Maria Turda, a PhD student and researcher on the team who helped engage with young people from diverse communities, shared her experience of being involved in the project and some reflections and thoughts on the recruitment process and working with the young people.

"It was an inspiring project, especially seeing how it impacts young people, their confidence and how it creates opportunities for them. It was powerful seeing the young people at the same table with stakeholders and being able through the project to create this platform for sharing and collaboration". 

One of the most exciting parts of the event was having the YCS share their experiences but, most importantly, speaking about what it meant for them and the impact and benefits. Khaleel talked about the project and some of the findings that he found interesting, especially about actions in the community due to the Living Labs, such as adding CCTV and increasing lightning in some areas where young people felt unsafe. He concluded by saying that:

"Working with the group of YCS was new to me. As an engineering student, I had never really taken interest in social projects or activities that were non science or sports related. This project gave me a good insight into socio-political issues which I had never really looked at and I found myself keen to participate as the weeks went by as it was different to anything else I had done and most importantly, it broke the stereotypes I had assumed about these types of projects as us YCS were on the forefront of the data collection and analysis as well as opportunities to have open dialogue with influential figures.

Similarly, Arishel (YCS) spoke about her role in the project and her motivations for continuing her involvement. 

She provided a moving account of how the very act of being involved in the research contributed to her feelings of social inclusion and belonging and mentioned that: "I really liked this project, and it made me step out of my comfort zone. Being involved in this project led to other opportunities for me."

The event wrapped up with two local stakeholders sharing their experience from the Living Labs. Marc Dunn, a Community Development Officer from Preston City Council, described the tangible ways the Council has responded to the YCS's research and the importance of ongoing partnerships in supporting the community and young people.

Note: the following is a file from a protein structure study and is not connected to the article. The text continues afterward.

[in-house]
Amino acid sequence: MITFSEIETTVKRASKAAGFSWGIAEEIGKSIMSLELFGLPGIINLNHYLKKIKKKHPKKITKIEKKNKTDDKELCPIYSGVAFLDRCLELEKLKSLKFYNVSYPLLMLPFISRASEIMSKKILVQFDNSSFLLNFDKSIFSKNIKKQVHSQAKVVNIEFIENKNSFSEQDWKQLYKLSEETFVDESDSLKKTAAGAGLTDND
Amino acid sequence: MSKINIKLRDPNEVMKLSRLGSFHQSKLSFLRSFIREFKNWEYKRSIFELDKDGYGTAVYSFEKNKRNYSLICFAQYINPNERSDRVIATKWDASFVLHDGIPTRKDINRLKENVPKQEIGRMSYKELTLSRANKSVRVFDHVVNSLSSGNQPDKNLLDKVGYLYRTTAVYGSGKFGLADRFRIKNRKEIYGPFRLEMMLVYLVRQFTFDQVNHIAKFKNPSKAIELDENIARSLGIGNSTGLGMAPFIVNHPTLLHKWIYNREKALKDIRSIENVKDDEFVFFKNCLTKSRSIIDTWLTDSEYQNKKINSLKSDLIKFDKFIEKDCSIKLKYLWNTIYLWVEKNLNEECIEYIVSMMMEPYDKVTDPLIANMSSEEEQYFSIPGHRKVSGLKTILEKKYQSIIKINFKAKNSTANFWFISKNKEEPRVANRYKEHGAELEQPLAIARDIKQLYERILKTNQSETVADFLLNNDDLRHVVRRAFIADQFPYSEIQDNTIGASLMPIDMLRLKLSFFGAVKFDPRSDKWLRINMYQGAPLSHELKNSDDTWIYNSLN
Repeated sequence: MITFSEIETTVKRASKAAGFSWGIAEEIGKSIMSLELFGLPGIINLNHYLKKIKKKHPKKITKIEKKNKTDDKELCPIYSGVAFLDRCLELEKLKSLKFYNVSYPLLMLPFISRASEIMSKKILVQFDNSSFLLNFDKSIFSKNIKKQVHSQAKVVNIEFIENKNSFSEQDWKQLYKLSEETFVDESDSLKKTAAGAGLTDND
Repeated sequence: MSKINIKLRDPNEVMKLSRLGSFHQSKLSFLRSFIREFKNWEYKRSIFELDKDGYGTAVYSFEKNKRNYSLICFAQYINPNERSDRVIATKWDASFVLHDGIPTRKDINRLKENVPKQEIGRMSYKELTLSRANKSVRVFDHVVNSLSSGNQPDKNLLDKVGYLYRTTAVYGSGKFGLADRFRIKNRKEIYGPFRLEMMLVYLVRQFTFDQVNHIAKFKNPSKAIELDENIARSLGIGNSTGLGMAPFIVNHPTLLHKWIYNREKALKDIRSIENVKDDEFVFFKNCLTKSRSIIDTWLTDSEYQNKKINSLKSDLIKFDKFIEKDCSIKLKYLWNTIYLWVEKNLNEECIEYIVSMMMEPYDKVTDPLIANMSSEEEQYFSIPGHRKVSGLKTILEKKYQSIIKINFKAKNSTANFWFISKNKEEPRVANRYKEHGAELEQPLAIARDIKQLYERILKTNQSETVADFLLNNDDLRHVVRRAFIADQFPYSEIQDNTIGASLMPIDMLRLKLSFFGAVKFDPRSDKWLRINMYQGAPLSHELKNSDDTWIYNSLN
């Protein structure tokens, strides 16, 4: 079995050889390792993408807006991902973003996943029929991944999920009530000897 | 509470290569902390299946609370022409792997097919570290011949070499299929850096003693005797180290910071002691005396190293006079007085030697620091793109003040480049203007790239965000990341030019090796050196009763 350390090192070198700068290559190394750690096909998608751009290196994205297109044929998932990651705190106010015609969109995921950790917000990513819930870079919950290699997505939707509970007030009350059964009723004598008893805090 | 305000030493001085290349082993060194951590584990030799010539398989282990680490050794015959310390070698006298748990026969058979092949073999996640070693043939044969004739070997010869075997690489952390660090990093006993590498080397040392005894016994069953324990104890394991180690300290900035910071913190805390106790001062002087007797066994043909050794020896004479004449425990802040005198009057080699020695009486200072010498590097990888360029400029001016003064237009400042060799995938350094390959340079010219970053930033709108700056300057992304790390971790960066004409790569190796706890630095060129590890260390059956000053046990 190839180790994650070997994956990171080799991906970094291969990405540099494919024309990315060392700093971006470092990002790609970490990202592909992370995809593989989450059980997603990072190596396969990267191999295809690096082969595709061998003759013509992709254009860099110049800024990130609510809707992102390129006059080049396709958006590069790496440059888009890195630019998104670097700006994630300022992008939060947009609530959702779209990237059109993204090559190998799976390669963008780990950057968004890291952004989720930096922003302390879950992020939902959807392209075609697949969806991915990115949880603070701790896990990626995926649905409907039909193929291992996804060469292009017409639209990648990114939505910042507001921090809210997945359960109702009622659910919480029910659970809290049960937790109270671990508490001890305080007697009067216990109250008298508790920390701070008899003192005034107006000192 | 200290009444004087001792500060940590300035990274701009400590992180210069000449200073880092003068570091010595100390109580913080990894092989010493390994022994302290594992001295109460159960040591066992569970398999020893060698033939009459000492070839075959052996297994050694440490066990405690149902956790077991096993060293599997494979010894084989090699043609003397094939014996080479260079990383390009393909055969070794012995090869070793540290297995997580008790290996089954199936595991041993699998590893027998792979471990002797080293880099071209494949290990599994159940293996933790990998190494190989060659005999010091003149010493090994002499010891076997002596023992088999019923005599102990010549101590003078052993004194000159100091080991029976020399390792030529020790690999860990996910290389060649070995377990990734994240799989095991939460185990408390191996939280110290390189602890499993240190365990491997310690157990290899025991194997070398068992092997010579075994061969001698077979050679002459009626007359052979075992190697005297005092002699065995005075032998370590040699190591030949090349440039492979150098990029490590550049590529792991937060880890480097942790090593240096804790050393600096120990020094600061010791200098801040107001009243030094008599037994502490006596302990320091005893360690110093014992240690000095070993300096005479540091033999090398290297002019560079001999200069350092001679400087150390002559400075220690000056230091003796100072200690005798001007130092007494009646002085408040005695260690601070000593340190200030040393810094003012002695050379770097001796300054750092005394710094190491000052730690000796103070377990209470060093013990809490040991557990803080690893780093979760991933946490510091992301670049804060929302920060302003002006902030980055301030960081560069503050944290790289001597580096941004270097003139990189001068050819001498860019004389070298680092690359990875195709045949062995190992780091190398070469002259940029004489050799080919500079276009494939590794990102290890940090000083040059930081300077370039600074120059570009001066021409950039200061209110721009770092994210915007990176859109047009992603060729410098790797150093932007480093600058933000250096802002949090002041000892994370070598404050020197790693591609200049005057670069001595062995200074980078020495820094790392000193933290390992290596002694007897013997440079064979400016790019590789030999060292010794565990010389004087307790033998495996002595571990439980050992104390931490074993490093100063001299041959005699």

Marc added that: "I started with the (YC) project last year in November, and it was my first time in this role engaging with young people, so it was fascinating to find out what was going on".

Finally, Dave Clayton, representing the third sector and founder of Wot Wod U Do organisation working with youth, mentioned the need to focus on hard-to-reach youth groups. 

Dave highlighted that: "This project is with no doubt a good starting point to build on (…). We need to continue bringing people and mixing people together, and the key is also working on co-production and creating opportunities for young people. When I grew up, the opportunities were not very many so I think we have to create better opportunities and just support young people".

Jo Brown, from the UCLan External Relations and part of the UK research team, ensured the event ran smoothly, coordinating the technology and organising a fresh hot buffet well-received by the attendees. Jo considered that: "Hearing the young people's experiences was a highlight, and hearing how some of them will be involved in projects like the Preston Youth Zone in the future was a real positive". 

The event ended with food and mingling and an opportunity to browse the photo exhibition and network.

We acknowledge the limitations of organising such an event during the summer/school holidays regarding publicity and reaching out to broader youth and stakeholder groups that impacting on participation. Nevertheless, the strengths of the project were visible through the energy and positivity in the room, the powerful testimonies from the young people, and the tangible impact of young people's involvement in the research. As a result of the Living Labs and connections forged during the project with a wide range of stakeholders, some of the YCSs are continuing to be involved with NGOs and supporting the creation of youth-friendly spaces in Preston (More about the Youth Zone at:

The UK team, especially the young people, are looking forward to the final conference which will be held in Brussels on 4-5th December 2023. It will bring the 10 projects from nine countries together to celebrate the achievements of YCSs and provide opportunities to expand their networks across the vibrant European community, visibly becoming young citizens of the world.

Stories from the YouCount Youth: on new perspectiv...
Stories from the YouCount Youth - On new perspecti...


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Monday, 17 June 2024